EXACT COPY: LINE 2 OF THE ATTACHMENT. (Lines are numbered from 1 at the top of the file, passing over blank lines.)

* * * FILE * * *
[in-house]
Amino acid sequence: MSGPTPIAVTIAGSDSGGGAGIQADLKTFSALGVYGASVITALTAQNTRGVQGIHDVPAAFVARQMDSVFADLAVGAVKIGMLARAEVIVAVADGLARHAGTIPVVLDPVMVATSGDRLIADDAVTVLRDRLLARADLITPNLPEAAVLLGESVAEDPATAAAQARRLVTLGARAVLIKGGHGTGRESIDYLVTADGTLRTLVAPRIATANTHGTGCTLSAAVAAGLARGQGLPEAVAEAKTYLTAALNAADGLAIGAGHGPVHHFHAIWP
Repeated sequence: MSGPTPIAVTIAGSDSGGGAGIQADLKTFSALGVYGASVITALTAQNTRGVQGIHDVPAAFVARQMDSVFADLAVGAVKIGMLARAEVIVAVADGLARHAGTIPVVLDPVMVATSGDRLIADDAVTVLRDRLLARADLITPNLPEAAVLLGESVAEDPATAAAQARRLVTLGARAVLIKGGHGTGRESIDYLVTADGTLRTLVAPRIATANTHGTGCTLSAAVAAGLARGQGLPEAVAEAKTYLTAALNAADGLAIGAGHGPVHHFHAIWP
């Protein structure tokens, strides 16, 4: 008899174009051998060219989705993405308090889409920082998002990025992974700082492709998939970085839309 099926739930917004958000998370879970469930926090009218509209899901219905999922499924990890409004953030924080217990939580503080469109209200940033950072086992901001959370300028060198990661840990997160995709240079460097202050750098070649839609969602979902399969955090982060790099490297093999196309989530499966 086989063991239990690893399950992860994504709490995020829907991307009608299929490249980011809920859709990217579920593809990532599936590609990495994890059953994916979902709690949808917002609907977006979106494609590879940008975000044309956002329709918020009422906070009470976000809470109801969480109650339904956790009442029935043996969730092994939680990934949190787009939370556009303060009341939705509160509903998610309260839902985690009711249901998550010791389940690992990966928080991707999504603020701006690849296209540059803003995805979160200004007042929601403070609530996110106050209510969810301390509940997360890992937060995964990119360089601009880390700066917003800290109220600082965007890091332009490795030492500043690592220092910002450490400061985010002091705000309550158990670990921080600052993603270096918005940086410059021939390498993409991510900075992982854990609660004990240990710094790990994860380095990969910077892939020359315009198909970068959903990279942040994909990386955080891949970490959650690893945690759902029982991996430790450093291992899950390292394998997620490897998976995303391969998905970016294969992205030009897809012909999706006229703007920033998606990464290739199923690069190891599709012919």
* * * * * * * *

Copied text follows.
Amino acid sequence: MSGPTPIAVTIAGSDSGGGAGIQADLKTFSALGVYGASVITALTAQNTRGVQGIHDVPAAFVARQMDSVFADLAVGAVKIGMLARAEVIVAVADGLARHAGTIPVVLDPVMVATSGDRLIADDAVTVLRDRLLARADLITPNLPEAAVLLGESVAEDPATAAAQARRLVTLGARAVLIKGGHGTGRESIDYLVTADGTLRTLVAPRIATANTHGTGCTLSAAVAAGLARGQGLPEAVAEAKTYLTAALNAADGLAIGAGHGPVHHFHAIWP